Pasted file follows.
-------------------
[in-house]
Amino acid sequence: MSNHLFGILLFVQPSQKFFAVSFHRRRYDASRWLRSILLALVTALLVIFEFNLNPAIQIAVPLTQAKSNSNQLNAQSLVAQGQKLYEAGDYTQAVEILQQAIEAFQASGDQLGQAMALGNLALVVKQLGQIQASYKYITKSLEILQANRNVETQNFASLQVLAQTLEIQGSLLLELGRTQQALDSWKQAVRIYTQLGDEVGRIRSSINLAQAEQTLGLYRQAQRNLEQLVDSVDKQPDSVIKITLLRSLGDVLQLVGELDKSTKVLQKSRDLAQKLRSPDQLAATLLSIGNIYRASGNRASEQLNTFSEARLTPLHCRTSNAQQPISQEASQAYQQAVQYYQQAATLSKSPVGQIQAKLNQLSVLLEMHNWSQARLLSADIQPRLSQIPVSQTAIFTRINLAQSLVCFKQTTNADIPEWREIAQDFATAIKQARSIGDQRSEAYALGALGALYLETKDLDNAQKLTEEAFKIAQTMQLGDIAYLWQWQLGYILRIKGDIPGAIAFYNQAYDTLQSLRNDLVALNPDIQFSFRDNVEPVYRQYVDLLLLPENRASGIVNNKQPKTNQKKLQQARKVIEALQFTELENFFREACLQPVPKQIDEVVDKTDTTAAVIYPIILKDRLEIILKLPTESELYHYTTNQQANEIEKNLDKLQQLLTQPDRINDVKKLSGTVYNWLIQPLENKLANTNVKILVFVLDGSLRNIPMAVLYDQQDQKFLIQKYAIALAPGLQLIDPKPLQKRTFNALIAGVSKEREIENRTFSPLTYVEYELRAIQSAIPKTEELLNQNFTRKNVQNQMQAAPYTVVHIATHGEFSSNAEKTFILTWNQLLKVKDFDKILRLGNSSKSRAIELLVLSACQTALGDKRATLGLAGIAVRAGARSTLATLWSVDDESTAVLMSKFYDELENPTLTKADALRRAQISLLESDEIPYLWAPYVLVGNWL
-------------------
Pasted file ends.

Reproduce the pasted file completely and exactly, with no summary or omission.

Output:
[in-house]
Amino acid sequence: MSNHLFGILLFVQPSQKFFAVSFHRRRYDASRWLRSILLALVTALLVIFEFNLNPAIQIAVPLTQAKSNSNQLNAQSLVAQGQKLYEAGDYTQAVEILQQAIEAFQASGDQLGQAMALGNLALVVKQLGQIQASYKYITKSLEILQANRNVETQNFASLQVLAQTLEIQGSLLLELGRTQQALDSWKQAVRIYTQLGDEVGRIRSSINLAQAEQTLGLYRQAQRNLEQLVDSVDKQPDSVIKITLLRSLGDVLQLVGELDKSTKVLQKSRDLAQKLRSPDQLAATLLSIGNIYRASGNRASEQLNTFSEARLTPLHCRTSNAQQPISQEASQAYQQAVQYYQQAATLSKSPVGQIQAKLNQLSVLLEMHNWSQARLLSADIQPRLSQIPVSQTAIFTRINLAQSLVCFKQTTNADIPEWREIAQDFATAIKQARSIGDQRSEAYALGALGALYLETKDLDNAQKLTEEAFKIAQTMQLGDIAYLWQWQLGYILRIKGDIPGAIAFYNQAYDTLQSLRNDLVALNPDIQFSFRDNVEPVYRQYVDLLLLPENRASGIVNNKQPKTNQKKLQQARKVIEALQFTELENFFREACLQPVPKQIDEVVDKTDTTAAVIYPIILKDRLEIILKLPTESELYHYTTNQQANEIEKNLDKLQQLLTQPDRINDVKKLSGTVYNWLIQPLENKLANTNVKILVFVLDGSLRNIPMAVLYDQQDQKFLIQKYAIALAPGLQLIDPKPLQKRTFNALIAGVSKEREIENRTFSPLTYVEYELRAIQSAIPKTEELLNQNFTRKNVQNQMQAAPYTVVHIATHGEFSSNAEKTFILTWNQLLKVKDFDKILRLGNSSKSRAIELLVLSACQTALGDKRATLGLAGIAVRAGARSTLATLWSVDDESTAVLMSKFYDELENPTLTKADALRRAQISLLESDEIPYLWAPYVLVGNWL